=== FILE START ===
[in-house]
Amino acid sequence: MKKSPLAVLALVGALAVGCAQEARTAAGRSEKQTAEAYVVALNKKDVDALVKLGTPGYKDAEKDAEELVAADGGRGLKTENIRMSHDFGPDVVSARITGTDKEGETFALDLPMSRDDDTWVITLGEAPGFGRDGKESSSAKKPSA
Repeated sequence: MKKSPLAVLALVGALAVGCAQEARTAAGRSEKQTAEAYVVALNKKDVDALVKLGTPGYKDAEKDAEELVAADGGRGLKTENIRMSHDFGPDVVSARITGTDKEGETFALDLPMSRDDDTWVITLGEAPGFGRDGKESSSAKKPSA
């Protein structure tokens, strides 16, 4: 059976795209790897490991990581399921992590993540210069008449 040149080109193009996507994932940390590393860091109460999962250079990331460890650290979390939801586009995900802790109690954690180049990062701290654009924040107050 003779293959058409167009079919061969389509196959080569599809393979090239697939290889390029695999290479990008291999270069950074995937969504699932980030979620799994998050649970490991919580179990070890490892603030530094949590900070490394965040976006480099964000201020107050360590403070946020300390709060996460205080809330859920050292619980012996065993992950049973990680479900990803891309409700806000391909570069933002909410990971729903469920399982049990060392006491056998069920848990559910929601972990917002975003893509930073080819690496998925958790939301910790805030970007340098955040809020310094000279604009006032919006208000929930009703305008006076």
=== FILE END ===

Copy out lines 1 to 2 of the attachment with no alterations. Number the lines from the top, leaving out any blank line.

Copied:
[in-house]
Amino acid sequence: MKKSPLAVLALVGALAVGCAQEARTAAGRSEKQTAEAYVVALNKKDVDALVKLGTPGYKDAEKDAEELVAADGGRGLKTENIRMSHDFGPDVVSARITGTDKEGETFALDLPMSRDDDTWVITLGEAPGFGRDGKESSSAKKPSA